4. Finally, there was no job I was itching to get out into the world to do. I wanted to write, and if you can go to a graduate program that pays you for being there, then it is sort of like having a fellowship specifically to write. I didn’t go into higher education expecting a job to be there waiting at the end of it, and you shouldn’t either if you are studying writing. Writing itself is the end point, and whatever you can do to make that happen is what you should do, whether that’s taking a job that allows you freedom outside of the job to focus on writing or going on to get your MFA.
What, if anything, do you miss about GW, Foggy Bottom, the east coast? Does where you’re located make any difference to the sort of writing you do?
I miss the city a lot. I miss being able to walk across the breadth of D.C. in a day through sidewalks crowded with people. I miss the way the city empties out at night to become its own ghost.
Where I write definitely influences the sort of writing I do—or, more specifically, what I end up writing about. The writing itself has a lag time, though, in that even after having lived in Houston for thirteen years now, I feel that it’s only just becoming a major force in my writing. It’s a city that’s constantly changing, reinventing itself, re-constructing, not its ideals, but its body, the roads, the buildings, the parks, all of it ever in flux.
What are some of your future writing projects?
I have been working on young adult novels recently, mostly science-fiction and fantasy. Though I never think of myself as a horror writer—though my poems might disagree—each novel is strewn with horrific elements. To return to an earlier question, one of the benefits of writing in multiple genres is that you learn things about your own writing you might not otherwise, in the same way you learn more about your native language by studying other languages.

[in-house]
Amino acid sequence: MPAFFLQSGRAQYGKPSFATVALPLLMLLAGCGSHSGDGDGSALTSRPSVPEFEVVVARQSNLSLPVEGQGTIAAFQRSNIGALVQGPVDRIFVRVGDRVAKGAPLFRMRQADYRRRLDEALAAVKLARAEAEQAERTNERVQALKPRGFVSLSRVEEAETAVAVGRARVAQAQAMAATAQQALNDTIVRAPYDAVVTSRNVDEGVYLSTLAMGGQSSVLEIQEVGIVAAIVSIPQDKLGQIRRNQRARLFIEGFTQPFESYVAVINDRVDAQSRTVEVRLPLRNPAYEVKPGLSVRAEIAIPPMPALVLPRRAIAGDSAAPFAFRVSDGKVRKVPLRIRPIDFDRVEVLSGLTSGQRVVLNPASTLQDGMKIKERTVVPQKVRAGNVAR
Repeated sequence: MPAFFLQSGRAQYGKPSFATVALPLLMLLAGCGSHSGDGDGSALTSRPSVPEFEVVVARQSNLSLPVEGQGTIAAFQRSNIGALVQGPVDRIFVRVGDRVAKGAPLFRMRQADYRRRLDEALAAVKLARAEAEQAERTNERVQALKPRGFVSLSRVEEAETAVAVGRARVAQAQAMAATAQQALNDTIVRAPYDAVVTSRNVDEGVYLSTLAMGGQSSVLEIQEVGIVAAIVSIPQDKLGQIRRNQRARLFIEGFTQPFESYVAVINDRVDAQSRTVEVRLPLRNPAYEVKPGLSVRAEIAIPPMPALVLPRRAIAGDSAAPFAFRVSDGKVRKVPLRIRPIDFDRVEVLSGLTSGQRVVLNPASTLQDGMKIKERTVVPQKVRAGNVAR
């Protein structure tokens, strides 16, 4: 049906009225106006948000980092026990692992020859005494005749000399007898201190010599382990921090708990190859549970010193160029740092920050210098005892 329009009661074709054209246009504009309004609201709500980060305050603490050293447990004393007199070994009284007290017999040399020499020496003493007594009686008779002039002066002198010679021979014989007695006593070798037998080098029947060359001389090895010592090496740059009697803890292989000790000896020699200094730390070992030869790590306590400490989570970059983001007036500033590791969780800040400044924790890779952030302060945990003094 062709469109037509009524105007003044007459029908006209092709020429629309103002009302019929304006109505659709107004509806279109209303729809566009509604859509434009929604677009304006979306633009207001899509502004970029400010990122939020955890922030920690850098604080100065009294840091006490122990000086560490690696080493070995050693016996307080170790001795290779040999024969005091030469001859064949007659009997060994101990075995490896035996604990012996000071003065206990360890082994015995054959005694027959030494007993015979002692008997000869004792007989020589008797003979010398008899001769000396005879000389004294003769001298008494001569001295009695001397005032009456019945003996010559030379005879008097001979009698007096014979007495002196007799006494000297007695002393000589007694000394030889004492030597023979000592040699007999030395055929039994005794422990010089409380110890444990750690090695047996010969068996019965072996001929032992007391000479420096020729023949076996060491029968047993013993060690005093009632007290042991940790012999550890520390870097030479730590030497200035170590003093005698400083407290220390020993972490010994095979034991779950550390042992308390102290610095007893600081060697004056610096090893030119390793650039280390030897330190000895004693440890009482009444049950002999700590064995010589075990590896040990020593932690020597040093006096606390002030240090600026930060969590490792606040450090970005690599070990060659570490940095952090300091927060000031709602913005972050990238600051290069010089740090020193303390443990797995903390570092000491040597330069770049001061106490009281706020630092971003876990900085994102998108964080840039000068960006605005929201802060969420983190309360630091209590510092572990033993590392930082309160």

On the poetry front, I have a new manuscript consisting of the bug poems plus songs—more persona-esque poems sparked by states of being or, more concretely, how someone might be identified. A couple of the latter, to give an example, are the “Song of the Starving” and the “Song of the Psychopath.”
Sometime this year I’ll be doing another postcard-based Kickstarter called Mailpocalypse that, if funded, will tell the story of the end of the world via alternate futures described in letters by those experiencing it. This will happen over the course of a year with one postcard being written each day, and then collected into an on-line repository (so that everyone can read all the postcards) that might then be further collected into a book.
Ode to the Love Bug
O Unthreatening Sex Fiend, climb your gendered body-twin
and strive to futurize. Four days alive (a little more
if male) is barely time enough for love, or even death.
But, O Fragile Gloves, how you throw your bodies into it!
In smokes of thousands, you dress the baking highway
and declare your passion to every passing glass. Do you see
yourself eternal? Even as you die, your angel-self in air
declares another love affair, and those two, too,
are crushed against the grill of this fine day. O girl, come with me
and love as only insects can. Let us be reborn
a hundred times an hour to fresh our faces to each other’s lips.
O Tiny Fuckers, teach us to let the world consume us.
(“Ode to the Love Bug” originally appeared in Kenyon Review.)